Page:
Nacho cheese-linked botulism cases; how?

A father of two small kids, Martin Galindo-Larios Jr. has tragically died.
A 33 year old mother of three, Lavinia Kelly, is paralyzed, unable to speak or breathe on her own.
The New York Daily news cites, Theresa Kelly recalling her sister calling, unable to express what was wrong with her. “My phone rings and I pick up the phone it’s her and she can’t articulate a word,” she told the news station. “I’ve never seen my sister not have function of her body or not be able to communicate.”
There are at least eight others ill. From one of the scariest foodborne pathogens, C. botulinum. This is a terrible outbreak with a lot of unknowns.
All because of gas station nacho cheese.
The type of cheese comes in a bag, usually inserted into a dispenser that heats it up and holds it until someone pours it on their Doritos. The cheese linked to these illnesses, from Gehl Foods, is produced aseptically to be stored at room temperature. Unrelated, Gehl Foods had a recall on their dispensers a few years ago due to fire risks.
And much of the information that’s out there points to the cheese being the vehicle, but since all the illnesses are linked to one gas station, Valley Oak Food and Fuel gas station in Walnut Grove, California, it’s likely that storage, handling or both led to the illnesses.
Nozzles on food and beverage dispensers are notorious for soil and have been linked to listeria issues in the past. Its possible that buildup or contamination from hands or food placed a spore in the nozzle area – and it got sucked up into the anaerobic cheese bag. This only becomes an issue if the temperature of the cheese in the dispenser drops lower than 120F or so.
Maybe a food employee took a half empty bag out of the dispenser, and put an old cap back on the bag, and left it out at room temperature for a while (like hours or days) by accident. And then reinstalled it.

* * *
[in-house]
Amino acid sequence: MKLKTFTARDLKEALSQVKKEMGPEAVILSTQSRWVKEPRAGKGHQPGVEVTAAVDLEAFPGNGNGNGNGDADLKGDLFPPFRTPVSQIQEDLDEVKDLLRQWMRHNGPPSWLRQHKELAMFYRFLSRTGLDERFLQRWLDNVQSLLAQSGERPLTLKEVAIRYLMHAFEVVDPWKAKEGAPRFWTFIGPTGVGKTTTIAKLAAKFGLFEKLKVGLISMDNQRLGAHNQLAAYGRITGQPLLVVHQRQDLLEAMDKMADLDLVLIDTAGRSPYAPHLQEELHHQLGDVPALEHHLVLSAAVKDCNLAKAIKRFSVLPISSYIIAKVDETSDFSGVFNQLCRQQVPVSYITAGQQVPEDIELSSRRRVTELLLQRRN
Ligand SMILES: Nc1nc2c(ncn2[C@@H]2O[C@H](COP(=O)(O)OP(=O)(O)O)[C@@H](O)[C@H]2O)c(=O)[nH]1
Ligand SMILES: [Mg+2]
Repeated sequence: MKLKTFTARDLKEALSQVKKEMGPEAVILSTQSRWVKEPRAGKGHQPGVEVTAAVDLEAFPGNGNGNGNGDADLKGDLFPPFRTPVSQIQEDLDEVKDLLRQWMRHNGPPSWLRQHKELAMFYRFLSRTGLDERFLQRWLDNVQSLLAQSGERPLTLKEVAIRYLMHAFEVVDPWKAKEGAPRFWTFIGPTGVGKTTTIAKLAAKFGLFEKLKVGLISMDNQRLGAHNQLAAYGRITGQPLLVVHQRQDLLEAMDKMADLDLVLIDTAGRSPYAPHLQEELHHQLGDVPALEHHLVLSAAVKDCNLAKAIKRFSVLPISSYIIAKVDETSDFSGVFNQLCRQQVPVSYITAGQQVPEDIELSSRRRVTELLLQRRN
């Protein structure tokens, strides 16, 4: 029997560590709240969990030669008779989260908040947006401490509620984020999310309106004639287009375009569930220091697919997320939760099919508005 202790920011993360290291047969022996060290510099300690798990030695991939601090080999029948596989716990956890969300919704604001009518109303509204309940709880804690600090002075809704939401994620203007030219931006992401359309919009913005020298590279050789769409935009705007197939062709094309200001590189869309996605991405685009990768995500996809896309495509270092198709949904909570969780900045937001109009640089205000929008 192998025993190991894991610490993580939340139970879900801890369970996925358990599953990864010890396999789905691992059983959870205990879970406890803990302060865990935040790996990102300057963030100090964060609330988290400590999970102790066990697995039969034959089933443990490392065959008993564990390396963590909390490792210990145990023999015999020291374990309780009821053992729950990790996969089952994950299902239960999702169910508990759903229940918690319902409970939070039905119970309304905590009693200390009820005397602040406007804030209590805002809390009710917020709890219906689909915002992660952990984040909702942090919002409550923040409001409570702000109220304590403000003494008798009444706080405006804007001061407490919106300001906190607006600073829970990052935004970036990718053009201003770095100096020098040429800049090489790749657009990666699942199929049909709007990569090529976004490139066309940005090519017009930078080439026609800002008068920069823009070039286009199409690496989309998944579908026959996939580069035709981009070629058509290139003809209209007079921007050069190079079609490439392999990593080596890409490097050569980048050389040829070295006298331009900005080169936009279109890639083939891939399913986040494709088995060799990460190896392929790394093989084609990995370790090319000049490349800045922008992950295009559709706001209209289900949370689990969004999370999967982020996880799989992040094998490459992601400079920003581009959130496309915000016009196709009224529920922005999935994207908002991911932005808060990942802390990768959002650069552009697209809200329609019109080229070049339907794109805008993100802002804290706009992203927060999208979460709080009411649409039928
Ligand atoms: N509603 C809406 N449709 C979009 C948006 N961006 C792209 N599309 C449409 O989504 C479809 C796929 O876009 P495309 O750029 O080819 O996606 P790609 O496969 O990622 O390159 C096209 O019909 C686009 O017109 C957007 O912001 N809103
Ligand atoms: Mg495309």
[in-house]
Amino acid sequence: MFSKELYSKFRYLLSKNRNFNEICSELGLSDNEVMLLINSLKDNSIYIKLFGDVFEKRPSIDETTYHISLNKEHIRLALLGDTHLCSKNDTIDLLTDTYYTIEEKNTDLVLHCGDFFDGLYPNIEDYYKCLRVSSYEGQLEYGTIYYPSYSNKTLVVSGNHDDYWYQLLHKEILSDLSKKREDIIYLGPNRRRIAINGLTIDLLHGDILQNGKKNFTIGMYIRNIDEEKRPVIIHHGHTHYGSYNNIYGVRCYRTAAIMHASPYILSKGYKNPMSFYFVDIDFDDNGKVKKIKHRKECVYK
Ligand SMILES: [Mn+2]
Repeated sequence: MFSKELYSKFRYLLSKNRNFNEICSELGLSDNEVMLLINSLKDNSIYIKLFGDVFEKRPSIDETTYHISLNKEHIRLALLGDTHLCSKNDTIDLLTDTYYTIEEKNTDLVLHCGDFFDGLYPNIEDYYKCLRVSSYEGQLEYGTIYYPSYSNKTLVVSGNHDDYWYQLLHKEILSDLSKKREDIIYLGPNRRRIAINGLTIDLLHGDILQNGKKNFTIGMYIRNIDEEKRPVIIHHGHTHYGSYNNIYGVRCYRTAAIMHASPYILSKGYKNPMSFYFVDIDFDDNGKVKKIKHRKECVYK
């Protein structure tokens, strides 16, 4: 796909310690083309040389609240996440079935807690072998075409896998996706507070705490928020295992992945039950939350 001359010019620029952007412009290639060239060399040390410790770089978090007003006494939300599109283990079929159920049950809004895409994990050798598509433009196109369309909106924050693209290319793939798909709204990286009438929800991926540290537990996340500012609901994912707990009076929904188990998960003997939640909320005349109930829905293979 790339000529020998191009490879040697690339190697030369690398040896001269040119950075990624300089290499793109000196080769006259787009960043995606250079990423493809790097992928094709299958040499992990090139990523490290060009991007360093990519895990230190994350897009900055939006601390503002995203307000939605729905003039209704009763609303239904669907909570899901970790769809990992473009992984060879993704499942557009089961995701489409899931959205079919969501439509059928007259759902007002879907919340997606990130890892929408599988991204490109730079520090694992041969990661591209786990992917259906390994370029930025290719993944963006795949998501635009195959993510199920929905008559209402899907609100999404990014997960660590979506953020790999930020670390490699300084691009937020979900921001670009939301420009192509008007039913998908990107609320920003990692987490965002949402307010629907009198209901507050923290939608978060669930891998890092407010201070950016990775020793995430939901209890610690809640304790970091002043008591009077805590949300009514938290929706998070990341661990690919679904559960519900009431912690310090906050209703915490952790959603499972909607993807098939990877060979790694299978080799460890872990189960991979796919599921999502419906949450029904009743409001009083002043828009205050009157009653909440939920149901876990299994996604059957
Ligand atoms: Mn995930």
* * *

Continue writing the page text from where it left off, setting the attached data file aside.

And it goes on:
Or possibly there was a puncture of the bag in transport or storage that shoved a spore deep inside the cheese – and the product coagulated and hardened, resealing the package.
I’m done speculating now.
I told Laura Geggei at Live Science about botulism, and why it scares me.
The toxin blocks nerve messages, which, in turn, causes people to lose control of their muscles, Chapman told Live Science. For instance, people who have consumed the toxin may have trouble swallowing, droopy eyelids and difficulty breathing, he said.
“They are essentially paralyzed, as the toxin surrounds those nerves and blocks those messages,” Chapman told Live Science.
“People can recover only as the toxin gets scrubbed from their body, which is a long, horrible process,” Chapman said. “Some people never recover from it. I’ve seen cases of people, years later, still walking with a cane [and] having problems with speech.”
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About Ben Chapman

Dr. Ben Chapman is an associate professor and food safety extension specialist at North Carolina State University. As a teenager, a Saturday afternoon viewing of the classic cable movie, Outbreak, sparked his interest in pathogens and public health. With the goal of less foodborne illness, his group designs, implements, and evaluates food safety strategies, messages, and media from farm-to-fork. Through reality-based research, Chapman investigates behaviors and creates interventions aimed at amateur and professional food handlers, managers, and organizational decision-makers; the gate keepers of safe food. Ben co-hosts a biweekly podcast called Food Safety Talk and tries to further engage folks online through Instagram, Twitter, Facebook, YouTube and, maybe not surprisingly, Pinterest. Follow on Twitter @benjaminchapman.